2015 NFL DRAFT

Janoris Jenkins' off-field issues continued at North Alabama

By Rob Rang | The Sports Xchange/CBSSports.com
If -- or perhaps when -- Janoris Jenkins falls into Day Two or even Day Three of the 2012 NFL draft, he'll have only himself to blame.

Jenkins was arguably the most talented player Will Muschamp inherited when he took over as the head coach of the Florida Gators in 2011. After Jenkins was arrested twice over a four-month span, Muschamp kicked him off the team and the talented cornerback elected to transfer to North Alabama. Scouts had hoped the change of scenery would force Jenkins to mature. Instead, Jenkins' poor off-field decision-making continued, a league source confirms to NFLDraftScout.com. The source cited the fact that Jenkins "kept up the partying" while at North Alabama.

Citing a personnel executive from an AFC team, NFL.com's Albert Breer reported Thursday that Jenkins was a "multiple offender of the drug policy in college, and it's not like there were no character concerns at North Alabama. He had multiple opportunities to get away from it. He didn't at Florida, and he went to North Alabama and he wasn't clean there."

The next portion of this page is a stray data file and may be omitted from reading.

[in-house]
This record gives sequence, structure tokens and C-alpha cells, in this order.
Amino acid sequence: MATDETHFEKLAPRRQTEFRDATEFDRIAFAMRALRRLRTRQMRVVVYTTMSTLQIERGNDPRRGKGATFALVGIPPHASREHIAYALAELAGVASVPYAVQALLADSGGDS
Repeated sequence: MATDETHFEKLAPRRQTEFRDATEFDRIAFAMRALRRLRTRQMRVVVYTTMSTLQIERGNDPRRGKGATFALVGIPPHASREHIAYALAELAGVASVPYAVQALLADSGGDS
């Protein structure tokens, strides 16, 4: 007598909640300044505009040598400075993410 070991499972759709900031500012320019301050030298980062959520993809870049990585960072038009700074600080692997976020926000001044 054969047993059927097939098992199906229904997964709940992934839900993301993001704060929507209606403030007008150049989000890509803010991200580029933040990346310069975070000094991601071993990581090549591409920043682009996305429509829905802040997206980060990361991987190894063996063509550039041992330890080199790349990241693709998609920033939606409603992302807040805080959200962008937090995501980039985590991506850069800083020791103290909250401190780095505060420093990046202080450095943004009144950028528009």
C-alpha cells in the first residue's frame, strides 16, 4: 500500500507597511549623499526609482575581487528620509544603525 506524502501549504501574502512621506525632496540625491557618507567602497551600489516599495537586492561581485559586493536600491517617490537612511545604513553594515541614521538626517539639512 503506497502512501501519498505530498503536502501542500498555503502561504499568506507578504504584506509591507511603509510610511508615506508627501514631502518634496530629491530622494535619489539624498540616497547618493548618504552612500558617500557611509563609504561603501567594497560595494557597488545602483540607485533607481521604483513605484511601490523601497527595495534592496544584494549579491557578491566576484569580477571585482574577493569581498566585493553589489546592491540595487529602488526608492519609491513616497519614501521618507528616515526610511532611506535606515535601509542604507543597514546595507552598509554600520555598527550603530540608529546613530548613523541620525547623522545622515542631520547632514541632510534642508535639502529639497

For scouts, it isn't just the fact that Jenkins has repeatedly had run-ins with the police or tested positive for marijuana or even the fact that he has already fathered four children (with three different women). The concern is that Jenkins doesn't seem to be learning from the potentially disastrous behavior -- despite saying all the right things whenever anyone will listen.

Evidence that Jenkins' behavior continues to be an issue is virtually everywhere one cares to look.

Liz Mullen of the Sports Business Journal recently reported that Jenkins traveled to Las Vegas following his surprising disassociation from highly regarded agency CAA.

While a young man traveling to Vegas is certainly no crime, the timing of the trip certainly won't win Jenkins any favors with scouts who can't help but wonder if the talented cornerback can't stay away from potentially negative influences before he's given a multi-million dollar contract, how can they expect him to make better decisions once he has more money and fame?

Jenkins is a terrific football player. His speed and agility make him a natural cover corner. He's a ball-hawk (10 career interceptions) with return skills (three punts returned for touchdowns in 2011, alone). Despite an "average" build at 5-10, 193 pounds, he's willing in run support and has shown great toughness playing through pain. As such, he's a first round caliber prospect.

Based on his character concerns, however, Jenkins is currently rated by NFLDraftScout.com as likely to slip into the second round (No. 39 overall).

Frankly, that might be giving him more credit than he deserves.
 
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